"Responsibility" is the word of today at the U.S. Supreme Court.
The Court's scheduled to spend this morning hearing argument in 2 cases that ask whether nonhuman individuals may be sued for human rights violations in U.S. courts.
► 1st up, at 10 a.m. Eastern time, is Kiobel v. Royal Dutch Petroleum, which, as posted, "presents the question of whether corporations can be sued for torts 'committed in violation of the law of nations or a treaty of the United States'" pursuant to the Alien Tort Statute. Arguing "yes" will be human rights lawyer Paul L. Hoffman and U.S. Deputy Solicitor General Edwin S. Kneedler; arguing "no," former Stanford Law Dean Kathleen L. Sullivan.
► Immediately following will be Mohamad v. Rajoub, which, as posted, "presents the related question of whether liability exists under the Torture Victim Protection Act (TVPA) for legal persons, in this case the Palestinian Authority and the Palestine Liberation Organization." Arguing "yes" will be Stanford Law Professor Jeffrey L. Fisher; arguing "no," Washington lawyer Laura G. Ferguson and an Assistant to the U.S. Solicitor General, Curtis E. Gannon.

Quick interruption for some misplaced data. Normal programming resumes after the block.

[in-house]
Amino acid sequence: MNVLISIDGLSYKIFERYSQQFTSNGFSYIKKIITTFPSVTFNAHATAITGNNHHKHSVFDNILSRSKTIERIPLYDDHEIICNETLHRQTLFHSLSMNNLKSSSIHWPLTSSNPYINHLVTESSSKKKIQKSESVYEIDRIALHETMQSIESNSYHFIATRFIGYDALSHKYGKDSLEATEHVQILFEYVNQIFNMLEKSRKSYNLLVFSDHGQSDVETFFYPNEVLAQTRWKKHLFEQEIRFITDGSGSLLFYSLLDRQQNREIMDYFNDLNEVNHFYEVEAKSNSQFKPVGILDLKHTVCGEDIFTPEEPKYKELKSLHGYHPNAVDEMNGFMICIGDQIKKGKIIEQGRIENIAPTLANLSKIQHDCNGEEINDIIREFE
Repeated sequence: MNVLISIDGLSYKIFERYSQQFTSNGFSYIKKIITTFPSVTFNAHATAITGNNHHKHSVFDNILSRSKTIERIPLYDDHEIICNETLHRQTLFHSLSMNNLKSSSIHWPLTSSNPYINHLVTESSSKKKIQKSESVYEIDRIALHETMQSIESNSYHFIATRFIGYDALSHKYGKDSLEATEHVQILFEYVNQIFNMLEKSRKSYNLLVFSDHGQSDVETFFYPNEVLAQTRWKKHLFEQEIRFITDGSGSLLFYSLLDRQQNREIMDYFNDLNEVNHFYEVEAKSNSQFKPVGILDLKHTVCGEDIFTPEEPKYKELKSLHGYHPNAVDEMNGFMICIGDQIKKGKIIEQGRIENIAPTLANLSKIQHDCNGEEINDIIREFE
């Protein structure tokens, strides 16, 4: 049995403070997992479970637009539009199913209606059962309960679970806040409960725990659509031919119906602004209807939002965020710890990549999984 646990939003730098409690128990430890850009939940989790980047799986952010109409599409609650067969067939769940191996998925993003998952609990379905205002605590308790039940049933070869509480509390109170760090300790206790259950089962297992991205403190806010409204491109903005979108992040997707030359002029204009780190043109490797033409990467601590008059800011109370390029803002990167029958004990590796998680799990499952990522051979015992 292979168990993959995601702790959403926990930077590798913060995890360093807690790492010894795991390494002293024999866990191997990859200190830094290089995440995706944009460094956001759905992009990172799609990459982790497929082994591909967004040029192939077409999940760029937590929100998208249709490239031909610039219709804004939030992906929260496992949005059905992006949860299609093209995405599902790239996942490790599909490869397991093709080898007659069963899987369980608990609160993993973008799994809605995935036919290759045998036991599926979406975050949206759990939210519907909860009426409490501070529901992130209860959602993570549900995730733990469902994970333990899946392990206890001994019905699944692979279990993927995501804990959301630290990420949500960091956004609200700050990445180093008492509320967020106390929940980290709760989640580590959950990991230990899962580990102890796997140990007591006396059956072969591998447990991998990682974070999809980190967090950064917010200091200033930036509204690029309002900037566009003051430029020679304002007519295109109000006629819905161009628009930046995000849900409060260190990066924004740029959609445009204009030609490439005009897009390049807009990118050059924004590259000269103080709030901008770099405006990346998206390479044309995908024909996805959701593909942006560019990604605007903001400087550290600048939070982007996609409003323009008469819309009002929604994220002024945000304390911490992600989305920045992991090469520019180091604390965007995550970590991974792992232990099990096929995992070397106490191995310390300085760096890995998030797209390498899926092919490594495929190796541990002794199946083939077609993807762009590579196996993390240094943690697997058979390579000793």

Background on the issues at hand can be found in IntLawGrrls posts here, and on SCOTUSblog here. (credit for photo of Supreme Court's Grand Chamber)
And for Washingtonians, there's a Kiobel "Quick Response Panel" scheduled to take place at 8:30 a.m. Thursday; details and registration here.